- The bilateral projects also encompass a three-year funded partnership agreement (the Sustainable Lalibela Project), securing resources for additional actions on archaeological heritage research, material conservation and capacity building based on previous ICOMOS advice, as well as the intention to promote the enhancement of the property with an open-air museum. The following work has been undertaken:
- Monitoring report of the results of a one-year cycle of crack monitoring,
- Installation report on the placement of 16 electronic fissure-meters on the foundations of the existing shelters in 2019,
- Detailed maps of Group 1 and 2 with identification of voids and tunnels with 3D laser scanning,
- Development of a dismantling methodology for the existing shelters;
- Final reports of the 2016/2018 US-funded (US Government’s Ambassadors Fund for the Cultural Preservation) conservation on the uncovered Bete Gabriel Rafael and Bete Golgotha/Mikael churches have been submitted
- Information is provided on the Council of Ministers of Ethiopia regulation No. 344/2015 of August 2015, which defines the churches and their surroundings as a Reserved Area, operationalizes an Advisory Committee for local site management, and identifies the World Heritage property and buffer zone boundaries with GPS coordinates. Integration of these boundaries into a cadastral system through the Federal Mapping Agency is planned;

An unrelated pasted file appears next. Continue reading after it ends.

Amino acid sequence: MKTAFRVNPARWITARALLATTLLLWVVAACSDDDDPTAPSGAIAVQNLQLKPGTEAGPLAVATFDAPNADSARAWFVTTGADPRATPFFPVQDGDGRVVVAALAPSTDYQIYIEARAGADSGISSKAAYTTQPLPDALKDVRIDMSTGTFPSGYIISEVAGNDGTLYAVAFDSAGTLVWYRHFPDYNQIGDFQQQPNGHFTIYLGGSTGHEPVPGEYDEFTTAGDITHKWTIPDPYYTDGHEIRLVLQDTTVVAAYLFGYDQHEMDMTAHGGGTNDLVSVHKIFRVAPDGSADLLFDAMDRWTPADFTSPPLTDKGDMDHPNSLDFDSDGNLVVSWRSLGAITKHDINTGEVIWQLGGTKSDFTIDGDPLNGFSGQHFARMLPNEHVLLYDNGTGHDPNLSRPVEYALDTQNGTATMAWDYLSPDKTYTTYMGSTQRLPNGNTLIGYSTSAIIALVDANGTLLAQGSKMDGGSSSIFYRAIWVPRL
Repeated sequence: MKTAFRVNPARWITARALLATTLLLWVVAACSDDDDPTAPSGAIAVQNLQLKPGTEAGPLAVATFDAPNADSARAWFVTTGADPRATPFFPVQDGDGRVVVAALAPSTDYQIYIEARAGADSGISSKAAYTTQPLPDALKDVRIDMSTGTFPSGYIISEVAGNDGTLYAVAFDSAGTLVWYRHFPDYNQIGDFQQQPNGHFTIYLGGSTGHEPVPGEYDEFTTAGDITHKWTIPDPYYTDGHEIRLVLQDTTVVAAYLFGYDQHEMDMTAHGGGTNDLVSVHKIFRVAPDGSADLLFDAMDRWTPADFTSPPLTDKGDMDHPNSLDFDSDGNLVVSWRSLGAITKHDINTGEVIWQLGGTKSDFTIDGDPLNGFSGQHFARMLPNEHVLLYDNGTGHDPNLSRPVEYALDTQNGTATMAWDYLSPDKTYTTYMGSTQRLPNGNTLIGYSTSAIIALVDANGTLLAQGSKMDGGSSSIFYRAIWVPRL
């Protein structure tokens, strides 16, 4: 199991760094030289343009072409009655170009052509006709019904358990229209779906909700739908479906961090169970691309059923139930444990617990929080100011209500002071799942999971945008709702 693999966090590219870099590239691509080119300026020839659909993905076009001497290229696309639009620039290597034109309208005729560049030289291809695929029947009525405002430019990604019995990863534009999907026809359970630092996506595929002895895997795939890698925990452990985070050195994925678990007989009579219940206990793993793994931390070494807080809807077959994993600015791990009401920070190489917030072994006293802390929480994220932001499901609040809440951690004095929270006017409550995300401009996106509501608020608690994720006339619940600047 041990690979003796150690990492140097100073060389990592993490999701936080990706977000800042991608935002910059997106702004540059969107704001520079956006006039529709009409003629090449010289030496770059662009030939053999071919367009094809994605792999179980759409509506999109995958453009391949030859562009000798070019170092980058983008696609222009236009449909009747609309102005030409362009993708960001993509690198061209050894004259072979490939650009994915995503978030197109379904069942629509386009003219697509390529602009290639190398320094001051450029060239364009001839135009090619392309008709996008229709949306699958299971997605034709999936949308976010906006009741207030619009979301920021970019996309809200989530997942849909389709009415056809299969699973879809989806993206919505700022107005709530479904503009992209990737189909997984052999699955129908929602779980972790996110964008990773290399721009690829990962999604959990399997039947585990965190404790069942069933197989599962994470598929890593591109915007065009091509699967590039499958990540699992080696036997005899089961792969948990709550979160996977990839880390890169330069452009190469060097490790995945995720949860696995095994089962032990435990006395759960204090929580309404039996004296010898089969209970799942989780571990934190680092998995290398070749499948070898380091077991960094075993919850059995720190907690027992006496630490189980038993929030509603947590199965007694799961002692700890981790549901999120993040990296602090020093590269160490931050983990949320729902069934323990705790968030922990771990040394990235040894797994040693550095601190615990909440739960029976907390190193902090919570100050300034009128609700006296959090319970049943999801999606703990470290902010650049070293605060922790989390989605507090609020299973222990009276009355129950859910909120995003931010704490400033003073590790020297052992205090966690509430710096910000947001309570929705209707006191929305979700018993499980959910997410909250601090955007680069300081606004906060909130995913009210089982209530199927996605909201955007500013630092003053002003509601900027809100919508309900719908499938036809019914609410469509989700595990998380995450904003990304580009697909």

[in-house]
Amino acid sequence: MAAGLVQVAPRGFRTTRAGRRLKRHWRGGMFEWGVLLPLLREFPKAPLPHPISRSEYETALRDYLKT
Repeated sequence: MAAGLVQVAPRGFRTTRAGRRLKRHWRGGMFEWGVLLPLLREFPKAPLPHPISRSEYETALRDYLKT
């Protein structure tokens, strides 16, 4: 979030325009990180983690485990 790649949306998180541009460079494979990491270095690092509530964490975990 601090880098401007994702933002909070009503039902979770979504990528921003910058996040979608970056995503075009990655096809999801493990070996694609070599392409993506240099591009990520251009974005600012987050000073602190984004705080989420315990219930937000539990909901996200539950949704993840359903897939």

- The Structural Plan regulating the urban growth of Lalibela is currently being revised to direct the urban expansion to lower-lying parts of the town, though further details were not specified.
Information on the bilateral Ethiopian-French collaboration is regularly exchanged with the World Heritage Centre and the Advisory Bodies for comment and review.
ICOMOS prepared two extensive technical reviews of the above-mentioned material, and meetings were held with representatives of the State Party, the French authorities, the World Heritage Centre, ICOMOS and others on 2 December 2020, 4 February 2021 and 12 May 2021.
Analysis and Conclusion by World Heritage Centre and the Advisory Bodies in 2021
In 2008, four temporary protective shelters were erected over five of the eleven rock-hewn churches to protect them from weathering and to allow conservation and repairs to be carried out. The Committee agreed reluctantly to their construction and only subject to parameters that included their ultimate dismantling.